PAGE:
Leaving Victoria Quay


Richard Strickland is leaving

Richard Strickland
Filleting a fish

Richard is leaving us for the reasons he explains below.  He almost did it six months ago when the March Renewals came around, but now the time has come.

Since he joined us in April 2009 he has delighted us with many dramatic and humorous speeches, often based upon his love of sailing and fishing.  The illustration featured was from a vivid demonstration he gave.

He took his turn as an Officer of the Club when he was our Secretary.

We will miss him, and we congratulate Sandgropers on their luck in acquiring him.




Richard’s Story

Richard Strickland
Richard Strickland

My introduction to Toastmasters was through a Speechcraft course in February 2009.  I was no stranger to public speaking as this is a significant requirement in my work role as a CEO in a government department. However, I had always struggled with my ‘nerves’ and was aware that my impact was rather wooden and somewhat less than inspiring and I avoided using humor or telling stories as I was worried these would fall flat.

The taste of success that I achieved during the Speechcraft course made me hungry for more and I decided to join the Victoria Quay Toastmasters club (which so successfully ran the Speechcraft course). I have not been disappointed.

To my great delight I also discovered that David Nicholas, a favorite teacher from my school years some 47 years ago, is a driving force and great mentor in the club. It just goes to show you can ‘take the teacher out of the classroom but you can’t take the teacher out of the person’. I was also to discover there are many other fine mentors in the club (including Mark, Glenis, Alan, Neville, Heljo and Peter) and with the help of their evaluations and encouragement soon found I was making rapid progress.

I also enjoyed and felt bouyed along by seeing similar progress in my fellow Toastmasters. New members quickly learn How to construct a good speech, how to establish eye contact with the audience, project their voice and use hand gestures to express their main points. After a while I began to notice my ums and errs started to recede and I started to experiment with humor and personal stories. These days my pre speech nerves do not overwhelm me but provide the energy needed for an enthusiastic delivery. I have progressed slowly but surely along the Toastmaster pathway and recently achieved the Advanced Communicator Bronze.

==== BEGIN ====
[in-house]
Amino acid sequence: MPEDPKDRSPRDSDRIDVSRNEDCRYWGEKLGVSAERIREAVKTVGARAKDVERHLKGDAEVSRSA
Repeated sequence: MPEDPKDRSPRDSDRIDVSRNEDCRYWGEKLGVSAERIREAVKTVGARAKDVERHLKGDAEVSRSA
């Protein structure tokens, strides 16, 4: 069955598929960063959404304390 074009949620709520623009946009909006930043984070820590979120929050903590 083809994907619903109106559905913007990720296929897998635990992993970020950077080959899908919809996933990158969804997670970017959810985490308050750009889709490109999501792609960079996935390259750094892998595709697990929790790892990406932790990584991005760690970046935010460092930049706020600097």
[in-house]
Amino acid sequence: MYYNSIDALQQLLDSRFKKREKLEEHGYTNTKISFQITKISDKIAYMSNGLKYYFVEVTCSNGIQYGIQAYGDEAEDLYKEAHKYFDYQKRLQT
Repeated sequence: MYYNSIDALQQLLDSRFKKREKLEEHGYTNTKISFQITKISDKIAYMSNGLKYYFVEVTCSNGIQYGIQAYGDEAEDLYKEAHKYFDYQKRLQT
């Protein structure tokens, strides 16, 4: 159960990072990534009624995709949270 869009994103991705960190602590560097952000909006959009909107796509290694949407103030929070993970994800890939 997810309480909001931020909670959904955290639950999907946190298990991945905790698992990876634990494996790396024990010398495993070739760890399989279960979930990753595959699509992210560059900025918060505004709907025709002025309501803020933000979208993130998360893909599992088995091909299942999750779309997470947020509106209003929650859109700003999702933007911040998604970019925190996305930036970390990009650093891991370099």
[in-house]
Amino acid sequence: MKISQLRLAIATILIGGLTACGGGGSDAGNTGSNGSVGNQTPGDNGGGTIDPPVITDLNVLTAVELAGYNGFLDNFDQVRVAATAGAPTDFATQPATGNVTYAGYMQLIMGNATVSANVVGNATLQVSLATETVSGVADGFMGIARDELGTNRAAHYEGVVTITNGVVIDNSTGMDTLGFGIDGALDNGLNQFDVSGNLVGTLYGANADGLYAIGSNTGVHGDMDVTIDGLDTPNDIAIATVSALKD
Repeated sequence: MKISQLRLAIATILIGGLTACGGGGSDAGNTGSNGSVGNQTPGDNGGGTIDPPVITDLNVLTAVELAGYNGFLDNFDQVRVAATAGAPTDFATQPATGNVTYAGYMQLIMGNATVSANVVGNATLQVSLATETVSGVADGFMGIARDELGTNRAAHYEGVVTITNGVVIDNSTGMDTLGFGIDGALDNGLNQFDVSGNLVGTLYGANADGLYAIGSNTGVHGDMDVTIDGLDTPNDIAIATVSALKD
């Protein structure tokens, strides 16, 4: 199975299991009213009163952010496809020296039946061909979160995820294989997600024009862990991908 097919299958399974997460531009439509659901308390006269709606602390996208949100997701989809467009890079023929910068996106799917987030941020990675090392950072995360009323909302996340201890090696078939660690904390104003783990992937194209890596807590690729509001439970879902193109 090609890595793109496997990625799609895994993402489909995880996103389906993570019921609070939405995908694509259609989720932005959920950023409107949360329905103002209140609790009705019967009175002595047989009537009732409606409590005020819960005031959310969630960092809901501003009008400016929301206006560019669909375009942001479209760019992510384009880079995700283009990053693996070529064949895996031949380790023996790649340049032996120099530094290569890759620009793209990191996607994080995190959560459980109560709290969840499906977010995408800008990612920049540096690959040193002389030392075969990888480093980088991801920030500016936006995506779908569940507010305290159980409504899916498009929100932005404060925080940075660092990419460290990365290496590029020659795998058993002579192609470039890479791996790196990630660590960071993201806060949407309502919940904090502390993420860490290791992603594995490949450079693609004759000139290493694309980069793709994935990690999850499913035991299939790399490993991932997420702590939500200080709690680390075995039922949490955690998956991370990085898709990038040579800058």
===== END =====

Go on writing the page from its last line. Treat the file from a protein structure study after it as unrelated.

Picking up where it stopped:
I have been so impressed with Toastmasters that I wanted to share it’s benefits with the staff in my Department. Public speaking and communication skills are important in most work environments including the public service. So  together with a work colleague (Mike Helm) I  sponsored the setting up of a Toastmasters club in my Department.  I have observed the rapid development of skills and confidence in the staff who have chosen to participate and would have to say that in my opinion this is the most effective professional development activity that I have been involved with in my work life.

Unfortunately, I have found it difficult to attend the meetings at Victoria Quay because of the start time and day of the week ( I often travel in the latter part of the week). However, I have discovered a club – Sandgropers Toastmasters – which is less than five minutes from my home in Carine and meets at 7 o’clock every Monday fortnight. This is perfect for me and means I will also be able to put myself forward to take on club officer roles in the future. I have visited the club and while it is not Victoria Quay, it has a similar warm and supportive environment and David has assured me it is a very good club.

I want to thank all the good folk at Victoria Quay for your support and friendship over the past few years. I have really enjoyed seeing your progress and hearing your stories. I can’t imagine a better club to have been involved with. I plan to pop in as a visitor from time to time in the future.

Richard Strickland ACB

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